What’s With All The Fish? Italian Christmas Eve Explained
Feast of The Seven Fishes video from Mary Ann Esposito.
Very well done! Thanks for posting this Ann! Check the Mary Ann Esposito blog. Some good stuff there!
Italian Christmas Time
This is another great video, not about the Seven Fishes but about Christmas. I just had to place here!
The Feast of the Seven Fishes Is a Classic Italian-American Christmas Eve Tradition
For many Italian Americans, the Feast of the Seven Fishes is a can&rsquot-miss Christmas tradition. Traditionally served for Christmas Eve dinner, this meal consists of a spread of seven different types of seafood, from appetizers to main courses&mdashand it can last for hours! So put on some Christmas music and read on to learn more about the origins of this special Christmas dinner and how you can make your own holiday seafood feast.
For many families who celebrate the Feast of the Seven Fishes, the menu is the same every year&mdashbut the names and types of dishes can easily vary from family to family. Some of the most traditional dishes include stuffed clams, cold seafood salads, shrimp scampi, stuffed calamari, fritto misto (fried seafood and vegetables), mussels marinara, baccalà (salt cod) and many more! The dinner became popular in the United States when many southern Italians were immigrating to the U.S. during the late 19 th and early 20 th centuries. Fish is traditionally eaten on the eve of feast days in the Roman Catholic church when many Catholics decide to abstain from meat, which is why the meal consists of only fish.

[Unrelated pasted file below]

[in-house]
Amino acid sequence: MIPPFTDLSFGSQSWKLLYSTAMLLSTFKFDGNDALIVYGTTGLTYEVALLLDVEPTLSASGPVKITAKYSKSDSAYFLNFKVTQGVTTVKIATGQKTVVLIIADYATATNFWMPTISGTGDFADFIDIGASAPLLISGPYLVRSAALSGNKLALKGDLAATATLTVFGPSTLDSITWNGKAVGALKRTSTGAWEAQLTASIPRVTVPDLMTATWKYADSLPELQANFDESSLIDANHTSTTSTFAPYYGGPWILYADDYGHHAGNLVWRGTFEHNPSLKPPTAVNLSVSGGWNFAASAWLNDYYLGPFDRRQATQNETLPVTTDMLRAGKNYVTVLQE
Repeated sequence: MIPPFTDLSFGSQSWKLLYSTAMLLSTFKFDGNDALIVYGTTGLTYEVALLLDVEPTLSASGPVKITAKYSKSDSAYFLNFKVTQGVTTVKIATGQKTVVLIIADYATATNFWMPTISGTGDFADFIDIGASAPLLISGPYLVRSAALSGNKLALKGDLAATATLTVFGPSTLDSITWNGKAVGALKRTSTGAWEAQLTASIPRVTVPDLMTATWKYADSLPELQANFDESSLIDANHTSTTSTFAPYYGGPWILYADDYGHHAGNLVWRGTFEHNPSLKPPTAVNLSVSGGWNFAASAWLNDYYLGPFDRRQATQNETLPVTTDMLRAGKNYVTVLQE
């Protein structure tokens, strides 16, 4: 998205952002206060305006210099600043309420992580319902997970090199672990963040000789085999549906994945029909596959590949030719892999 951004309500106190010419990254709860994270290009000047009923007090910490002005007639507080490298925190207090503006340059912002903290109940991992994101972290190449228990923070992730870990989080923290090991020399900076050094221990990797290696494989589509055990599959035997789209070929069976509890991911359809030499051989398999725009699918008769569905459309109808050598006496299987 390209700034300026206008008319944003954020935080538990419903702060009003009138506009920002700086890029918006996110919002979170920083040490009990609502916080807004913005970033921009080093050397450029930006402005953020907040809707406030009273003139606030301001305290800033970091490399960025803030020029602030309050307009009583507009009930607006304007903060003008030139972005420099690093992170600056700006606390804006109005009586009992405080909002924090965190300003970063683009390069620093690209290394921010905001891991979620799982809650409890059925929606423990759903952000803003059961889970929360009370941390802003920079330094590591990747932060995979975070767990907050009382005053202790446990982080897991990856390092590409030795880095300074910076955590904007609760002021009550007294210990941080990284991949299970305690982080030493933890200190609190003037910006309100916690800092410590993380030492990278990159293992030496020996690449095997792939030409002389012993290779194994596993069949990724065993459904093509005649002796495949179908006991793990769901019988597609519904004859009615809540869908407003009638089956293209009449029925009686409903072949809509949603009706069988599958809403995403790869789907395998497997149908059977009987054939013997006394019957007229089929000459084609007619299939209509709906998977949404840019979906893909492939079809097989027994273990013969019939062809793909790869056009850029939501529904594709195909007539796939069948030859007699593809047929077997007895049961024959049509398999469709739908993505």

If you&rsquore not ready to prepare seven seafood dishes at once, try starting with a few of Ree Drummond&rsquos best seafood recipes, like Lemon-Basil Shrimp Risotto, Foil-Packet Shrimp Pasta, Sheet Pan Salmon Puttanesca, Lobster and Spiced Tomato Risotto, Seafood Pasta, and Sea Bass with Lemon-Garlic Butter. Buon Natale, or Merry Christmas!
The Feast of the Seven Fishes
By: Tony Traficante, ISDA Contributing Editor
It’s nearly here, Christmas Eve, when Italian Moms scurry around town, heading for the market, in search of fish to celebrate “La Festa dei Sette Pesci” or the Feast of the Seven Fishes.
Can you believe how upset I was when someone (wanting to bust my chops) said, “What’s the big deal? It’s not something that’s celebrated all over Italy…”
“WHAT? YOU TELLING ME IT’S NOT AN ITALIAN THING?!”
“Calmati figlio che ti scoppi un intestino!” But, it’s true! Although the tradition originated in Italy, specifically in Sicily and Naples, it was not something celebrated throughout country, particularly not much north of Rome.
No one really seems to know exactly how the Feast of Fishes came about, or how many fish were on the table. It wasn’t always seven fish: Some Italian families prepared anywhere from three to thirteen varieties of fish, the numbers having special meanings.
For example, the seven fishes represented several possibilities: the creation of the world in seven days, the Seven Hills of Rome, the seven sacraments, seven sins, or even the Seven Virtues of Catholicism. Nine fishes at the table presumably represented the Holy Trinity times three. Eleven fish signified the Apostles minus Judas, whereas thirteen fish suggested the Twelve Apostles plus Jesus.
The Feast of Fishes became popular as Italian families migrated to other parts of the world. It was a big hit for the Italian American communities where, apparently, the serving of seven fish became the norm.